Help! I think I have a honey bee hive in my shed wall.
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  1. #1

    Default Help! I think I have a honey bee hive in my shed wall.

    Just need some advice. Last year we built a house that had an old "shed" that we decided to keep. Not that it matters, but we built our house on an old ball field, and the structure is the old score keeper building. Anyway, we've had issues with wasps so I was spraying around the building and trying to seal up cracks on the exterior. I noticed some bees flying into a crack above the door. As much as I hated to do it, I took some wasp killer to them. After I killed a few of them, I looked at one, and I believe it's a honey bee nest. Ugh. I sprayed the entrance a few times before I realized what they were. Should I rinse the door to remove any residue, or will that just make them angry?

    So, it's late March in Georgia. What are my options? I keep stuff in the shed that I use but nothing that's life or death. Is there a company that can remove a nest safely from within the walls? Do I wait it out and seal it up in the fall?

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  3. #2
    Join Date
    Apr 2017
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    Aylett, Virginia
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    Default Re: Help! I think I have a honey bee hive in my shed wall.

    Well, that is a honey bee. Try washing the area you sprayed with soap and water and then rinse well.
    With luck, not too many of the bees will die. If the bees do survive, google bee clubs in your area and you will likeky get someone that will remove them at a minimal cost. You must tell them that the bees got sprayed, with what, and how long ago. We also have an old list of folks that remove bees on the top bar of this forum. Go to your state and start calling people in your area.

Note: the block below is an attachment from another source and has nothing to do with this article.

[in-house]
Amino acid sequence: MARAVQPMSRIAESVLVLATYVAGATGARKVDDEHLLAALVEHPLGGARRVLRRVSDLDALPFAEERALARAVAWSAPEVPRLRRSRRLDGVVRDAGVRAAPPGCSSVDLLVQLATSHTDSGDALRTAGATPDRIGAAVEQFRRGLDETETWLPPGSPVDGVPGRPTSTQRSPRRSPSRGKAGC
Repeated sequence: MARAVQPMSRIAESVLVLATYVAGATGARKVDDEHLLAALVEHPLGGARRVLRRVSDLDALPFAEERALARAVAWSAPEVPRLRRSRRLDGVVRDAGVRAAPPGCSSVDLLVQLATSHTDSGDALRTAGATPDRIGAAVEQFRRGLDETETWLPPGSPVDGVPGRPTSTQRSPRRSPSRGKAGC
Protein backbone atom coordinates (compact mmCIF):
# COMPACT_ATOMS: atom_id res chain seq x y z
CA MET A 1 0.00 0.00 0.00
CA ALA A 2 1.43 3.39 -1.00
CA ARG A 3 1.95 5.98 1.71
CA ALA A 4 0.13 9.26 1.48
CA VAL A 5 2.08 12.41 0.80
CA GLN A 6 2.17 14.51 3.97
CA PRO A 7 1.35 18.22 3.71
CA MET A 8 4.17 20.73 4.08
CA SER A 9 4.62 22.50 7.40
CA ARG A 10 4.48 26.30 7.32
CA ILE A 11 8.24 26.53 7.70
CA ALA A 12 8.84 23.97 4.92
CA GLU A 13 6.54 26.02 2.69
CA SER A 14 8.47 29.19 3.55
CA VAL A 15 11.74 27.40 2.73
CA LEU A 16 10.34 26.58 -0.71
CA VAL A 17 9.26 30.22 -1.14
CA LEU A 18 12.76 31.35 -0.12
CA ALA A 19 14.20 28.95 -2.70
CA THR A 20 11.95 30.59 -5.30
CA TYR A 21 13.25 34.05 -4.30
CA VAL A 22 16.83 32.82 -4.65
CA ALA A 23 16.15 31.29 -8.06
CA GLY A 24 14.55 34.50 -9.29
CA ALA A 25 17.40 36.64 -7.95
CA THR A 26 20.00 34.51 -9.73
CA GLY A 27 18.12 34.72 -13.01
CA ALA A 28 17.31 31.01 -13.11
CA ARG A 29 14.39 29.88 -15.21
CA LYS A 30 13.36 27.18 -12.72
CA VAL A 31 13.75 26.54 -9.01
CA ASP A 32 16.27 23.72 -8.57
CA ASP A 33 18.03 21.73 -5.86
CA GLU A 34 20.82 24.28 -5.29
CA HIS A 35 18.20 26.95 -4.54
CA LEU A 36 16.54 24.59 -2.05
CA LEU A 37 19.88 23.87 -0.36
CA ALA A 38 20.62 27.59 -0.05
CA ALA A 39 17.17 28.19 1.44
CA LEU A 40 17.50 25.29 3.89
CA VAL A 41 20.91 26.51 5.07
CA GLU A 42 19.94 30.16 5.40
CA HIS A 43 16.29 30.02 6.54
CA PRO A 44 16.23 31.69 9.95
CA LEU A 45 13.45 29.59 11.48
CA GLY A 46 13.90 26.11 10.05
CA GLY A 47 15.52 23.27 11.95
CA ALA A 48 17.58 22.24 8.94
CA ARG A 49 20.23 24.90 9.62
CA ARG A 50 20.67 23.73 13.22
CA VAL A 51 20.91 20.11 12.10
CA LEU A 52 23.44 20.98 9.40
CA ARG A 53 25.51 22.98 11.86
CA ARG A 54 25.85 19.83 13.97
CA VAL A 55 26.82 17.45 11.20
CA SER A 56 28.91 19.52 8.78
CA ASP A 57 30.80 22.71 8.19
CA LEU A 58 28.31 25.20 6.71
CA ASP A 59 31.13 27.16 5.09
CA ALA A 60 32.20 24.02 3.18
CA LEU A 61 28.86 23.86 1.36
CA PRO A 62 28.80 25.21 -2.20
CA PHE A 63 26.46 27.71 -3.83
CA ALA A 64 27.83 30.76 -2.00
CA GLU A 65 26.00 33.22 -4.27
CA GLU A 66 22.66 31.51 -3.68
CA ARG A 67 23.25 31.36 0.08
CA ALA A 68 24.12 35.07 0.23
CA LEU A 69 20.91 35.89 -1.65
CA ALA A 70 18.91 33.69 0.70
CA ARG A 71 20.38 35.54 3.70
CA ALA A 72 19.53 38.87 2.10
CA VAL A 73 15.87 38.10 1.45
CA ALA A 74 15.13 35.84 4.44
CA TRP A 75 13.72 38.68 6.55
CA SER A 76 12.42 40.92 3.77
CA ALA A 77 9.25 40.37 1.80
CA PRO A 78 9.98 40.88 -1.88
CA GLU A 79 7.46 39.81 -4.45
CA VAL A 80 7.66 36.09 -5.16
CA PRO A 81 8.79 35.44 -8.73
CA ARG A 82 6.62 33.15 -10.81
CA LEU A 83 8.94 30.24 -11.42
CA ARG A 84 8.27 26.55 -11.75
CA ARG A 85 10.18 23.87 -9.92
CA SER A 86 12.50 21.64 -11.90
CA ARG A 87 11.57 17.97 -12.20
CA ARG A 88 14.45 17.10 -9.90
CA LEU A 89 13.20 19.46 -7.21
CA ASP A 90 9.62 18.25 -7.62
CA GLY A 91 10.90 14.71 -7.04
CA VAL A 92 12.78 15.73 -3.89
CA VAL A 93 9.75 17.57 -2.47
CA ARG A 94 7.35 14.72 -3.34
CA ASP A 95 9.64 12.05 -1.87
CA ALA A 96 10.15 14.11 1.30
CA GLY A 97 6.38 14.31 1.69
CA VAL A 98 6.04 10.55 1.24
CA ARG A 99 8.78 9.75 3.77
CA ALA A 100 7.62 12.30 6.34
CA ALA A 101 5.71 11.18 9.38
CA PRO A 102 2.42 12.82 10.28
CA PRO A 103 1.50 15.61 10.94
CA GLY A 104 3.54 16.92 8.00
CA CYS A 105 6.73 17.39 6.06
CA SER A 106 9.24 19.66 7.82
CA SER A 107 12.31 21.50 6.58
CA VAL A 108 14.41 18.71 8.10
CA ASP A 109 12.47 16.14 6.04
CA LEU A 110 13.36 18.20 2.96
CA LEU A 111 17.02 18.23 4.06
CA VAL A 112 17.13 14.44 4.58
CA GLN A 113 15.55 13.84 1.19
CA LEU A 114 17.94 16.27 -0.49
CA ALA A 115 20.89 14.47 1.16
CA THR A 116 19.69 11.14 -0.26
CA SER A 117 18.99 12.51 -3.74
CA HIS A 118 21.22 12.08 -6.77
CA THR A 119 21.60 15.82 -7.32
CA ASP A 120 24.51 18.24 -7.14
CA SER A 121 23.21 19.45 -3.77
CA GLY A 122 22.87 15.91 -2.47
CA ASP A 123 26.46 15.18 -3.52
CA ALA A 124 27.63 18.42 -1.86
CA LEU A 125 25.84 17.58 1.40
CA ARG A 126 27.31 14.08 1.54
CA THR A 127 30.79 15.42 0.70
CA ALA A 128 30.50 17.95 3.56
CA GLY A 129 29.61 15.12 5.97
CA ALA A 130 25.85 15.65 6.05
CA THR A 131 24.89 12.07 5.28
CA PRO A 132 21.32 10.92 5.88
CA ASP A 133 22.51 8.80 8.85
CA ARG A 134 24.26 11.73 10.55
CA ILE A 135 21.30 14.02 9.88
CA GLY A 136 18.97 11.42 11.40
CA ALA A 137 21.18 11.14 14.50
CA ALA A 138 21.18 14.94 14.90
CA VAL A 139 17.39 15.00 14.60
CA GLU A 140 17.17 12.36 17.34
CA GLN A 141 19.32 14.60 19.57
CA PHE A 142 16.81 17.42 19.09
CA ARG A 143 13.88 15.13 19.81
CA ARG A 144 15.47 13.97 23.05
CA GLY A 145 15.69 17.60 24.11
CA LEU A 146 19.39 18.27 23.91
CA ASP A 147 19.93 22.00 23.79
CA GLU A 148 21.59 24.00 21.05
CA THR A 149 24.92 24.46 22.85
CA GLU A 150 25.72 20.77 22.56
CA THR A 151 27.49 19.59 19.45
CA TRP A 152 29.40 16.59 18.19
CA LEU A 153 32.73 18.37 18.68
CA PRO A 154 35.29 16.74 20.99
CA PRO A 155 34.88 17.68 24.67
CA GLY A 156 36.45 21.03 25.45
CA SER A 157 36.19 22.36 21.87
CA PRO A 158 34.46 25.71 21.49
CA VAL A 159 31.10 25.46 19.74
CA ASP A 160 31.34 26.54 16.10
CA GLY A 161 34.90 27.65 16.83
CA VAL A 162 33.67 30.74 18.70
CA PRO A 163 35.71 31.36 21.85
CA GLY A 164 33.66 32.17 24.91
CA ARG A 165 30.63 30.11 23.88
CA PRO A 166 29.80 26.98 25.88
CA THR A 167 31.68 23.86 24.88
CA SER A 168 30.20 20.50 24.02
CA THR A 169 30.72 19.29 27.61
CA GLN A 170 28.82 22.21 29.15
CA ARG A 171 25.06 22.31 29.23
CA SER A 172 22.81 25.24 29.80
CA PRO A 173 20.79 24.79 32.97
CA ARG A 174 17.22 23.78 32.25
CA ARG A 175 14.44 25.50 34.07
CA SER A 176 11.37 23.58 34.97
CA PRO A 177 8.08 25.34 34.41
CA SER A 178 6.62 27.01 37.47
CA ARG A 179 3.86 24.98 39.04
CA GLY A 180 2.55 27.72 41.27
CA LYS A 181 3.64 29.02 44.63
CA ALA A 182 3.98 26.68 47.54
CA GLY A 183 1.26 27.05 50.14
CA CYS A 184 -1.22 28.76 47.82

Please do not call an exterminator. Most will kill the bees.
    Thankfully, the bees are smarter than I am. They are doing well, in spite of my efforts to help them.

  4. #3

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    Thanks for the reply. I read up on the wasp killer, and it looks like it works by coating them. I was watching them and it looks like the ones that are walking over the sprayed area are doing well. I had an allergic reaction to a wasp in the past, so I've made a point to stay away from bees/wasps.
    I'll see if we can coexist through the summer. Does the nest go dormant in the fall? I may seal it up at that point.

  5. #4
    Join Date
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    Default Re: Help! I think I have a honey bee hive in my shed wall.

    No, unlike wasps, bees overwinter. In GA, they stay active most of the year. Wasp venom and bee venom are different, but enough people are allergic to bee stings that it is best not to take chances. If the hive is removed, a chemical can be sprayed in the surfaces inside that will discourage bees from coming back to that location. If the hive is simply killed, rodents and roaches will move in to get the honey left in the walls. Where in Georgia are you?
    Thankfully, the bees are smarter than I am. They are doing well, in spite of my efforts to help them.

  6. #5

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    Middle Georgia, Warner robins to be specific. I'll see if I can get in touch with someone to safely address the situation. If anyone has any tips, I'm all ears.

  7. #6
    Join Date
    Mar 2015
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    St Louis, Missouri, USA
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    Default Re: Help! I think I have a honey bee hive in my shed wall.

    There are two beekeeping clubs listed on the Georgia Beekeepers' website. Try posting on their facebook pages (links below). Ask them if anyone can come do a cut-out. Make sure you tell them it's in a shed (which is typically easier than a house), and as JWPalmer said you've got to let them know they were sprayed.

    Hopefully the bees can be saved, but even if they can't I'd personally get the hive out of there. Even if it means paying a beekeeper to come do it. Otherwise you'll be left with a mess of brood, honey, and all the pests they might attract in your shed, which isn't ideal.